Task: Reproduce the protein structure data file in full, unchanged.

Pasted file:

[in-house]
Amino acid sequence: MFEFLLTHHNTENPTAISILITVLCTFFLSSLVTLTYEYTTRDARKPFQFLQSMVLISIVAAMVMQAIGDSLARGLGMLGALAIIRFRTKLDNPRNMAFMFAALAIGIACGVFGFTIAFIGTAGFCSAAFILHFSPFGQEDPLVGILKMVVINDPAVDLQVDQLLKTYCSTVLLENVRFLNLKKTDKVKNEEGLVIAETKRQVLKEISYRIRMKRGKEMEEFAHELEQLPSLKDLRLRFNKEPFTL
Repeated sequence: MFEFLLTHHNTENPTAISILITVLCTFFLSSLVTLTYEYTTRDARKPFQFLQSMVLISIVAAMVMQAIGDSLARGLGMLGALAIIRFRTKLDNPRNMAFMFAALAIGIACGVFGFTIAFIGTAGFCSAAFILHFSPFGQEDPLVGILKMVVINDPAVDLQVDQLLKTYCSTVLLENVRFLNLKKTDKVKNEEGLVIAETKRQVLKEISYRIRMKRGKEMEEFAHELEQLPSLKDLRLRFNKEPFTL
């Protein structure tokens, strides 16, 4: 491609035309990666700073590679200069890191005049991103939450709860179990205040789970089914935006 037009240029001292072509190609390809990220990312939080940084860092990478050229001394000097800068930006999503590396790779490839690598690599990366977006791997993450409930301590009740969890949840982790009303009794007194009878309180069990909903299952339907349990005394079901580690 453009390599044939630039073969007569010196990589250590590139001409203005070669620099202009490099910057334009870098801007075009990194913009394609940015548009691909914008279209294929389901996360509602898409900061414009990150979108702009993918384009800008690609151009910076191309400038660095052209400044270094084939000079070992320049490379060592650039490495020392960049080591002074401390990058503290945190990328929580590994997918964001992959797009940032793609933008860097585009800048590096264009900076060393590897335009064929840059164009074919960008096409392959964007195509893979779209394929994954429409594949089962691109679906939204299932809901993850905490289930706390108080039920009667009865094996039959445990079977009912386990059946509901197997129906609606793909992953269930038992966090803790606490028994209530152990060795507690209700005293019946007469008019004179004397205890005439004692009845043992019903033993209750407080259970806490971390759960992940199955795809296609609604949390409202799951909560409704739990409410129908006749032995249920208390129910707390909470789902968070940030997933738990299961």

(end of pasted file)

[in-house]
Amino acid sequence: MFEFLLTHHNTENPTAISILITVLCTFFLSSLVTLTYEYTTRDARKPFQFLQSMVLISIVAAMVMQAIGDSLARGLGMLGALAIIRFRTKLDNPRNMAFMFAALAIGIACGVFGFTIAFIGTAGFCSAAFILHFSPFGQEDPLVGILKMVVINDPAVDLQVDQLLKTYCSTVLLENVRFLNLKKTDKVKNEEGLVIAETKRQVLKEISYRIRMKRGKEMEEFAHELEQLPSLKDLRLRFNKEPFTL
Repeated sequence: MFEFLLTHHNTENPTAISILITVLCTFFLSSLVTLTYEYTTRDARKPFQFLQSMVLISIVAAMVMQAIGDSLARGLGMLGALAIIRFRTKLDNPRNMAFMFAALAIGIACGVFGFTIAFIGTAGFCSAAFILHFSPFGQEDPLVGILKMVVINDPAVDLQVDQLLKTYCSTVLLENVRFLNLKKTDKVKNEEGLVIAETKRQVLKEISYRIRMKRGKEMEEFAHELEQLPSLKDLRLRFNKEPFTL
């Protein structure tokens, strides 16, 4: 491609035309990666700073590679200069890191005049991103939450709860179990205040789970089914935006 037009240029001292072509190609390809990220990312939080940084860092990478050229001394000097800068930006999503590396790779490839690598690599990366977006791997993450409930301590009740969890949840982790009303009794007194009878309180069990909903299952339907349990005394079901580690 453009390599044939630039073969007569010196990589250590590139001409203005070669620099202009490099910057334009870098801007075009990194913009394609940015548009691909914008279209294929389901996360509602898409900061414009990150979108702009993918384009800008690609151009910076191309400038660095052209400044270094084939000079070992320049490379060592650039490495020392960049080591002074401390990058503290945190990328929580590994997918964001992959797009940032793609933008860097585009800048590096264009900076060393590897335009064929840059164009074919960008096409392959964007195509893979779209394929994954429409594949089962691109679906939204299932809901993850905490289930706390108080039920009667009865094996039959445990079977009912386990059946509901197997129906609606793909992953269930038992966090803790606490028994209530152990060795507690209700005293019946007469008019004179004397205890005439004692009845043992019903033993209750407080259970806490971390759960992940199955795809296609609604949390409202799951909560409704739990409410129908006749032995249920208390129910707390909470789902968070940030997933738990299961």